Devotion and Prayer for Week of October 14, 2012

Meditation for the Week of October 14, 2012


“‘Make an altar of earth for me and sacrifice on it your burnt offerings and fellowship offerings, your sheep and goats and your cattle. Wherever I cause my name to be honored, I will come to you and bless you.”       Exodus 20:24


Lately, worship has been on my mind and it has caused me to ask a lot of questions.  How are we to understand what worship really is?  What exactly is going on when we gather together as God’s people?  Why do we gather together to pray, praise and give thanks to God?  How does it benefit God?  How does it benefit us?

These are foundational questions and they forced me to do a little digging in the Scriptures.  So, as part of my inquiry, I stumbled across the above verse from Exodus and I have to tell you, it is a gem in terms of helping us truly understand God’s purpose in worship.

As best I can tell, these are the earliest, direct instructions from God regarding worship.  They come right on the heels of God rescuing his people from slavery in Egypt.  To be more precise, God gives these directions to Moses just after giving the people of Israel the Ten Commandments.  That’s the context.

Now, granted, it really is just one verse but pay particular attention to the second half of the verse.  Notice, as the people gather to make their offerings and sacrifices, who is “causing” this to happen?  It is God himself.  Without getting too much into the Hebrew grammar of this verse, what is clear is that God is the “actor,” so to speak, in worship.  He causes his name to be honored by gathering his people together.  Matthew 18, verse 20 expresses the same sentiment, “For where two or three are gathered together in my name, there am I in the midst of them.” Take note of the underlined words.  They are passive.  If two are three “are gathered” that means someone else is gathering them and that someone, of course, is God.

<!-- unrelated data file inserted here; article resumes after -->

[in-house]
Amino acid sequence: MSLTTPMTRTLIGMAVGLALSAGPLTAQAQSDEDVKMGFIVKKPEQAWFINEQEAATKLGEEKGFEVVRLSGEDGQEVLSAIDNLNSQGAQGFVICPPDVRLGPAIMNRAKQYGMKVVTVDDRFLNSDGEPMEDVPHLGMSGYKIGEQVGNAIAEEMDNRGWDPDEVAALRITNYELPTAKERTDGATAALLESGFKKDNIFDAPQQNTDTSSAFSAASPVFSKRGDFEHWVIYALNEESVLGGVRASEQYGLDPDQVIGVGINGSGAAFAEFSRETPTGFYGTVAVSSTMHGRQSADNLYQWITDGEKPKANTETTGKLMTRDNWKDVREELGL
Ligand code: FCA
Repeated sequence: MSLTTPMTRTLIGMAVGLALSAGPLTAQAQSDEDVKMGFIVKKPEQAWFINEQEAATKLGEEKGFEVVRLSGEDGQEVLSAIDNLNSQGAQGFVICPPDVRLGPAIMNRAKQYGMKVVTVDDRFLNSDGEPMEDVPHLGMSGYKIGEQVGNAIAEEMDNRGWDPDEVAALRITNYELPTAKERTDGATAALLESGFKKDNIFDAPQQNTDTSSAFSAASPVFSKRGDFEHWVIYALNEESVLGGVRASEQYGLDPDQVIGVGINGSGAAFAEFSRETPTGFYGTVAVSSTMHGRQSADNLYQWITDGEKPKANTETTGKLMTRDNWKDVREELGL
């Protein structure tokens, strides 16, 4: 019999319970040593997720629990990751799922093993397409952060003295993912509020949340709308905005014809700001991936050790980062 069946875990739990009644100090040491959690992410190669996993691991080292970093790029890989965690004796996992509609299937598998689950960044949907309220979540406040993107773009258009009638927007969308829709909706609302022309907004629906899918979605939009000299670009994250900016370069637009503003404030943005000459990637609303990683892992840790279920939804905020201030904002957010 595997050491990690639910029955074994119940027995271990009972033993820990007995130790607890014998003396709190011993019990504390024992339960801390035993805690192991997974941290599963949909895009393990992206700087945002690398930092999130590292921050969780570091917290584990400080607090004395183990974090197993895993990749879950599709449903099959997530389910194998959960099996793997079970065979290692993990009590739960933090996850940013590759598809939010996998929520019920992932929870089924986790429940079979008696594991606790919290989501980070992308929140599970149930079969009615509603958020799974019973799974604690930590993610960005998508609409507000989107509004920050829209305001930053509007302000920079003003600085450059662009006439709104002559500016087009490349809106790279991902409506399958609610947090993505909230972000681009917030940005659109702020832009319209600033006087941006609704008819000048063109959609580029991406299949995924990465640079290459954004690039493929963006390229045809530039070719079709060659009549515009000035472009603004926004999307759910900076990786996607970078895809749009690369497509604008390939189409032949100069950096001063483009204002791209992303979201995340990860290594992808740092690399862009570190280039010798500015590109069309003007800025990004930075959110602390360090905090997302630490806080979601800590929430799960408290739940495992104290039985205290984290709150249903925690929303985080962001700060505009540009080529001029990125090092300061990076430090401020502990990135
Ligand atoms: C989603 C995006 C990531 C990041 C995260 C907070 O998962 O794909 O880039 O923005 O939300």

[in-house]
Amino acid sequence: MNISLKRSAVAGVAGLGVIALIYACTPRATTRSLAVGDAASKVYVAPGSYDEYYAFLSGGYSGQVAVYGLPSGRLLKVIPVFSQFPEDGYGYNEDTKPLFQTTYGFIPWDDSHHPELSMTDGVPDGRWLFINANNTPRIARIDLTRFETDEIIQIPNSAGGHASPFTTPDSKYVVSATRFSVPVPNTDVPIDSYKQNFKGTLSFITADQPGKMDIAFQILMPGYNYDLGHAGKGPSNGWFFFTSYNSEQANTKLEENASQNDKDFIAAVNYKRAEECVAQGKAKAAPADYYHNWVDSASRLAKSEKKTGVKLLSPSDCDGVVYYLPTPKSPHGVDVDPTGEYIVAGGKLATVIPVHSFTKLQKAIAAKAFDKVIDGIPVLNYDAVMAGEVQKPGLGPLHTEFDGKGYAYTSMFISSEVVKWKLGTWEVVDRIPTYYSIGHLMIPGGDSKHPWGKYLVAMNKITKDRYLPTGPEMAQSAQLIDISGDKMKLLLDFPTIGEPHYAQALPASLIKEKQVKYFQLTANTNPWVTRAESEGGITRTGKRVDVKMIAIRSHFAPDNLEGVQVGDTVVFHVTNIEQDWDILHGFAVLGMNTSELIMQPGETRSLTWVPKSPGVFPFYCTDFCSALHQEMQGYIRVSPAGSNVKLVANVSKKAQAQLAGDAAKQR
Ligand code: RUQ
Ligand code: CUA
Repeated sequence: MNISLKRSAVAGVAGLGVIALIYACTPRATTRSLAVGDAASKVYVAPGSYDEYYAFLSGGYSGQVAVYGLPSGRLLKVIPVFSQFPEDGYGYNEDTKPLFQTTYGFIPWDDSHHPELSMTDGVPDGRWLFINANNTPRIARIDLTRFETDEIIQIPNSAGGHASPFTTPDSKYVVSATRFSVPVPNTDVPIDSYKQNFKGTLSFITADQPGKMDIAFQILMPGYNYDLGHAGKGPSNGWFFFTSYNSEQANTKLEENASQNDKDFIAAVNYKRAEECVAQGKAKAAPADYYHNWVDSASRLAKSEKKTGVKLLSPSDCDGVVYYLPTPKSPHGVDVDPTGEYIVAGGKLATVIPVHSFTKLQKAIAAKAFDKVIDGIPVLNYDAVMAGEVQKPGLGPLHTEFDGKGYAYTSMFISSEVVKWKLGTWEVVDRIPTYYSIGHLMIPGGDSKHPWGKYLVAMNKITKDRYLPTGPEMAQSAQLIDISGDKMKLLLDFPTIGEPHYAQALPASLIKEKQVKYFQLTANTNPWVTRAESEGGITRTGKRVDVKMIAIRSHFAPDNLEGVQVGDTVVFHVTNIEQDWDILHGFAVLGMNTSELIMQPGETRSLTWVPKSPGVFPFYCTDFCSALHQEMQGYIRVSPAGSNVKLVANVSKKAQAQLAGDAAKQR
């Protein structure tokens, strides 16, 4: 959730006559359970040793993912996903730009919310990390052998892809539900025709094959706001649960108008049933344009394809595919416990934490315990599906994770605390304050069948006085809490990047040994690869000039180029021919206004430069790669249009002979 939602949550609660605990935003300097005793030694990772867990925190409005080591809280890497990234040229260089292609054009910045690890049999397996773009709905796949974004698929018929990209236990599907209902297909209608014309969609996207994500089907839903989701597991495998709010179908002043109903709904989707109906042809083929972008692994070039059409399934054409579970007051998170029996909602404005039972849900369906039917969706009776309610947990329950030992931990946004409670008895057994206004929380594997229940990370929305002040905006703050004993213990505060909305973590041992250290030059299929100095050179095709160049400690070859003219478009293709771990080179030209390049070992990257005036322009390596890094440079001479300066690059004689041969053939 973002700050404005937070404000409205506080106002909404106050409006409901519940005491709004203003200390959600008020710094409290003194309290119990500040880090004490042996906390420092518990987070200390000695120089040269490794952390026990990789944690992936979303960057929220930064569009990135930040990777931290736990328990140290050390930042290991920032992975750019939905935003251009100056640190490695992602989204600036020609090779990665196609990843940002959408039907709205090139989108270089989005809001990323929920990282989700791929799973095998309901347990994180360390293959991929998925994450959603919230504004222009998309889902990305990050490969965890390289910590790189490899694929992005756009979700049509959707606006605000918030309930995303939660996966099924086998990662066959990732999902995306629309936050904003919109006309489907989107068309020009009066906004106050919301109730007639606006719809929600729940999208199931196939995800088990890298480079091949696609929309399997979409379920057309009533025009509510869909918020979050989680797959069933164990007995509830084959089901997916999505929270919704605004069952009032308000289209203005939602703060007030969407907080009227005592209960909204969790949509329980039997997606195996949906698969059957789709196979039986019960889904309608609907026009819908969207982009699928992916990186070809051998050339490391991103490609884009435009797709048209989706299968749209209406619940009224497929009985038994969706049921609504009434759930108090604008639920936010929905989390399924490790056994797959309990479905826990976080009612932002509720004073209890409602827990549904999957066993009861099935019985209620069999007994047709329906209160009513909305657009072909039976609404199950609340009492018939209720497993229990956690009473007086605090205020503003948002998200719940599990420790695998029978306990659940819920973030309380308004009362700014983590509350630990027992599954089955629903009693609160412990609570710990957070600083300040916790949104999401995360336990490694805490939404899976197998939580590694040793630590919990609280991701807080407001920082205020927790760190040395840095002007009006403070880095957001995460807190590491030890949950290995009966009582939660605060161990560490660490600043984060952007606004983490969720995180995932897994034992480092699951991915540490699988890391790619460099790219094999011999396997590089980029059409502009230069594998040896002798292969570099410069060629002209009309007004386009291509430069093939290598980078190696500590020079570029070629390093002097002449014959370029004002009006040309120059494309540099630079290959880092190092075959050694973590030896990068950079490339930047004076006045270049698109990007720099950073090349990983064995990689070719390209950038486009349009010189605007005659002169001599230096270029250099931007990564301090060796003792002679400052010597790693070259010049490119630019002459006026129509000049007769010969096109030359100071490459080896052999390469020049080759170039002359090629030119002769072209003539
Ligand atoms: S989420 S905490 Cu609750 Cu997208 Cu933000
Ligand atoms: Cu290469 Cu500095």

God calls us by faith to be his people and as his people he continually calls us to come to that place where his name is honored, or, again more precisely, remembered.  He calls us into his presence.  That place is worship.

And here is where it gets even better.  Typically, we think of worship as something we are doing for God.  Consequently, worship becomes our obligation to give God what is due him.  As my parents used to admonish me when I was a teenager, “After all God does for you, the least you can do is give him an hour of your time on Sunday.”  The problem with this view, however, is that it takes what God intends as a gift and turns it into a chore.

However, from the verse above we learn that God never intended worship to be a chore.  Again, take note of what he says.  “Where I cause my name to be honored . . . I will come to you and bless you.  Who receives the blessings of worship?  We do.  That’s God’s point.  God is in need of nothing from us but we are in desperate need of his blessings.  Worship is that place where God, gathering us together as his people, blesses us.  That has always, from the beginning, been the point of worship.

How, then, does he bless us?  He blesses us through his gifts.  He blesses us through absolution where he grants us the forgiveness of our sins for the sake of Jesus’ death and resurrection.  He blesses us through his Word as it is read and as it is preached that we might hear of the salvation that he has won for us through the cross of Jesus.  And, he blesses us through Holy Communion where we receive the very body and the very blood of Jesus who died for us that we might live for him now in time and for all eternity.

In worship, God comes to bless us.  Do you want to receive his blessings?  Do you want to receive his gifts?  They are readily available where he promises.  They are here in worship, where he causes his name to be honored.

 Our Weekly Prayer 

Most gracious God, in your continual goodness you have chosen to come to us to bless us.  We thank for all your blessings and ask that you give us eyes to see that worship is not our doing, but yours whereby you come to give us your gifts.  Through the faith that you have given us, help us to grasp hold of your Word and Sacraments so that we might receive the fullness of all that Christ Jesus has done for us that our sins might be forgiven and that we might have everlasting life.  Through Jesus Christ our Lord and in his name we pray.  Amen.